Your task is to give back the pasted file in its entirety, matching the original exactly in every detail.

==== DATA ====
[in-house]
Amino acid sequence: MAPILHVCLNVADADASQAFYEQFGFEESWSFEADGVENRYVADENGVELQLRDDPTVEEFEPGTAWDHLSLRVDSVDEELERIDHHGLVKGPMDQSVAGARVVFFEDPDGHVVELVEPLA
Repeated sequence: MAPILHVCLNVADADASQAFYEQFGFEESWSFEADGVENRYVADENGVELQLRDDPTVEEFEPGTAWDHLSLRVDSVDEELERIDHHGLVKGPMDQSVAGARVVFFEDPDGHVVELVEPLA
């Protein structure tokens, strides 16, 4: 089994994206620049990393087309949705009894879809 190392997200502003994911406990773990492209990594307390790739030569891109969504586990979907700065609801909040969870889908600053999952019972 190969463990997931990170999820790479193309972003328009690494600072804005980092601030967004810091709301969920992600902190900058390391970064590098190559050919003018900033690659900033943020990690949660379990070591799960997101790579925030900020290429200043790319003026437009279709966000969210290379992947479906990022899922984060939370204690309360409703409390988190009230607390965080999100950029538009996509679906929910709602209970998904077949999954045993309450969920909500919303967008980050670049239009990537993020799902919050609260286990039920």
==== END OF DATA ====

[in-house]
Amino acid sequence: MAPILHVCLNVADADASQAFYEQFGFEESWSFEADGVENRYVADENGVELQLRDDPTVEEFEPGTAWDHLSLRVDSVDEELERIDHHGLVKGPMDQSVAGARVVFFEDPDGHVVELVEPLA
Repeated sequence: MAPILHVCLNVADADASQAFYEQFGFEESWSFEADGVENRYVADENGVELQLRDDPTVEEFEPGTAWDHLSLRVDSVDEELERIDHHGLVKGPMDQSVAGARVVFFEDPDGHVVELVEPLA
């Protein structure tokens, strides 16, 4: 089994994206620049990393087309949705009894879809 190392997200502003994911406990773990492209990594307390790739030569891109969504586990979907700065609801909040969870889908600053999952019972 190969463990997931990170999820790479193309972003328009690494600072804005980092601030967004810091709301969920992600902190900058390391970064590098190559050919003018900033690659900033943020990690949660379990070591799960997101790579925030900020290429200043790319003026437009279709966000969210290379992947479906990022899922984060939370204690309360409703409390988190009230607390965080999100950029538009996509679906929910709602209970998904077949999954045993309450969920909500919303967008980050670049239009990537993020799902919050609260286990039920």